Who's afraid of Linux?

I teach AIX system administration on RS/6000 systems. Why should I be interested in Linux? Somehow it seems I can't escape from it: in april IBM announced AIX 5L which has Linux affinity ... the AIX Toolbox for Linux Applications, and recently the Redbook Running Linux Applications on AIX, and there is a large number of Linux Courses at IBM Learning Services. And I was told you can run Linux on RS/6000 and eServer pSeries hardware. I even read that Linux can become the successor of AIX ... hmm. It's time to get informed ... 

About  Linux
Linux is an operating system based on Unix. The kernel was originally developed by Linus Torvalds in Helsinki, Finland, with the assistance of developers from around the world. The necessary programs were provided by Richard Stallman and GNU in Cambridge, Massachusetts. GNU is an Open Source software community that has developed a number of very usefull application development tools. Applications that made Linux succesful are Apache HTTP web server, Sendmail and Samba (NT File and Print server emulator).

"some people have told me they don't think a fat penguin embodies the grace of Linux, which just tells me that they have never seen an angry penguin charging at them in excess of 100 mph. They'd be a lot more careful about what they say if they had"
- Linus Torvalds

The initial release of Linux was distributed by means of the Internet (1991), and generated one of the largest software development phenomena of all time. It is the fastest growing operating system today, renowned for speed, reliability and stability. It runs on many different kinds of hardware including Alpha, Intel, PowerPC, Macintosh, SGI, Sun SPARC, S/390.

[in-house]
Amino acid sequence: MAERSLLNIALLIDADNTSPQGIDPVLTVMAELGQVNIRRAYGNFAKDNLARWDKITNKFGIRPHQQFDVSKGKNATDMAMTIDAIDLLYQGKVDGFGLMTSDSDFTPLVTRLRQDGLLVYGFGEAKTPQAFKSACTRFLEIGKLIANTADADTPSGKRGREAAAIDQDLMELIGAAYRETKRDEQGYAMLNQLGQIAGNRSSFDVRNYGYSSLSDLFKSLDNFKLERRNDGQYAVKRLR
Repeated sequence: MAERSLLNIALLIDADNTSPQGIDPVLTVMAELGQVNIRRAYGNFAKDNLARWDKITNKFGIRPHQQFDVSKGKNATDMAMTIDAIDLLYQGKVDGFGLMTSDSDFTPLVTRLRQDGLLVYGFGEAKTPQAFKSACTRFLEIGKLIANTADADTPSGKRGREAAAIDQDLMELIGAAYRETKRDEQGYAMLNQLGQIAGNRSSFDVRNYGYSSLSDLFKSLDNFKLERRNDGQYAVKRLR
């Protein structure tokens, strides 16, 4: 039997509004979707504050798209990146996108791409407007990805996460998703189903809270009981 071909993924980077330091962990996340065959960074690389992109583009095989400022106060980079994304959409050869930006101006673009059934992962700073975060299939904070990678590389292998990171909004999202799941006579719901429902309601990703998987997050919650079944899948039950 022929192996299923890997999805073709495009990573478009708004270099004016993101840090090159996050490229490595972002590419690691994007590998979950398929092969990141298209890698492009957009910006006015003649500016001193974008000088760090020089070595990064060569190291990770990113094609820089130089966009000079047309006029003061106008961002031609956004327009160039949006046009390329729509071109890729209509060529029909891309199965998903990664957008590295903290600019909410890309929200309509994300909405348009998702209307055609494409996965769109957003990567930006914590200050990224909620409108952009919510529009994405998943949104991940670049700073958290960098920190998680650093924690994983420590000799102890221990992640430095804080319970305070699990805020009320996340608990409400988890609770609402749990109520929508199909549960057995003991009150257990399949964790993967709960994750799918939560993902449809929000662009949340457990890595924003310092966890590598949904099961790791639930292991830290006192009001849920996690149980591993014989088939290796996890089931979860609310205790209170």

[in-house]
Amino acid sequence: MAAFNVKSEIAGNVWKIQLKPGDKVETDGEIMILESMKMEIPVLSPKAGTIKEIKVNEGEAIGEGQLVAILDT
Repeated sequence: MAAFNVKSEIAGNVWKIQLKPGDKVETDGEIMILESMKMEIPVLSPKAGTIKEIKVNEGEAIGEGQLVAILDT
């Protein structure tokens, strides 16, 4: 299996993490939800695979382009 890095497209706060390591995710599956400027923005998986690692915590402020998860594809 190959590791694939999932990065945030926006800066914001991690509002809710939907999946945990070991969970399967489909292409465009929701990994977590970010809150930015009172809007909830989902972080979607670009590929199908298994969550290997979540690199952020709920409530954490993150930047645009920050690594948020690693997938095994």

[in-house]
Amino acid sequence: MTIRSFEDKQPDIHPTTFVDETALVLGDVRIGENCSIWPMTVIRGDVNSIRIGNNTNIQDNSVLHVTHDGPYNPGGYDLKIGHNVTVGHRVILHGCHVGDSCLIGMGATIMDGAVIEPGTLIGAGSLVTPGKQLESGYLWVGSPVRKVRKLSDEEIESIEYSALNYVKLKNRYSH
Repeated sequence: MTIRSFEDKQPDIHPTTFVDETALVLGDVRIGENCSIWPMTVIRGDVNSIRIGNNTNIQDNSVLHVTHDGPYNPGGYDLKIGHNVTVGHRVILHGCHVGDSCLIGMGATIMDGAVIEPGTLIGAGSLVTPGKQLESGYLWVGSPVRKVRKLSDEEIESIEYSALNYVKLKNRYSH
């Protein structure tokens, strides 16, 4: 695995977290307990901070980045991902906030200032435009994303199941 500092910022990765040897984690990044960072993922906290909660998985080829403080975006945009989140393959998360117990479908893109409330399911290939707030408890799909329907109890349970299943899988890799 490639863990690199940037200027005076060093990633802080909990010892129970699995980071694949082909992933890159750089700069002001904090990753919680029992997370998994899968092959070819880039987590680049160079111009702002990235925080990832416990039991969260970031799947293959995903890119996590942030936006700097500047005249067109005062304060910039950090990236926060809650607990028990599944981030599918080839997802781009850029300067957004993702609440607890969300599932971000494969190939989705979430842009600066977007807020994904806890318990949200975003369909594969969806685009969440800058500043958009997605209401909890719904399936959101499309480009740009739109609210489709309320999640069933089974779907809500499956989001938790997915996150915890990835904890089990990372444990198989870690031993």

The Linux source code can be freely distributed and is available to the general public under the GNU General Public Licence (GPL). You can download Linux from the Internet, but it is easier to use a Linux distribution. Major distributions are Caldera, Red Hat, SuSE, TurboLinux. Together with many, many other distributions you can find them at www.linux.org, a key website for Linux.
Today the Linux Operating System is used on around 10 million computers in small businesses, Internet Service Providers (ISPs), and more and more the corporate IS world.Click to see the full size KDE Desktop image

Linux has more than ten different, highly configurable graphical interfaces (known as window managers) running on top of XFree86, a free implementation of the X Window System. The most popular window managers are KDE (the K Desktop Environment with the KOffice Suite), and GNOME (the GNU Network Object Model Environment). I personally prefer the KDE, even more than using the CDE (Common Desktop Environment), which by the way is available for Linux too... (commercial). If you want a Linux box running KDE to look like a Mac, Windows, or NextStep machine, you can do it with a few mouse clicks. Tasks like system administration, package installation, upgrading, and network configuration can be done easily through graphical programs (you can click on the images to see the full size image of the KDE and Gnome Desktops).

Most of the development software for Linux is free and covered under the GNU Public License. Linux systems come standard with C and C++ compilers  and an assembler, often include Pascal, FORTRAN, and BASIC, modern languages like Perl and Python and classic languages like LISP. Because the source code is free (Open Source) the development of software proceeds at a faster pace than at commercial software houses.
Click to see the full size Gnome Desktop imageCommercial applications for Linux are IBM's DB2 database, WebSphere, Lotus Domino, Oracle and Informix databases, SAP R/3, Corel's Wordperfect Office 2000, Sun's StarOffice productivity suite (no longer free), AnywareOffice (formerly titled ApplixOffice) and OpenOffice.org (free, based on StarOffice sources).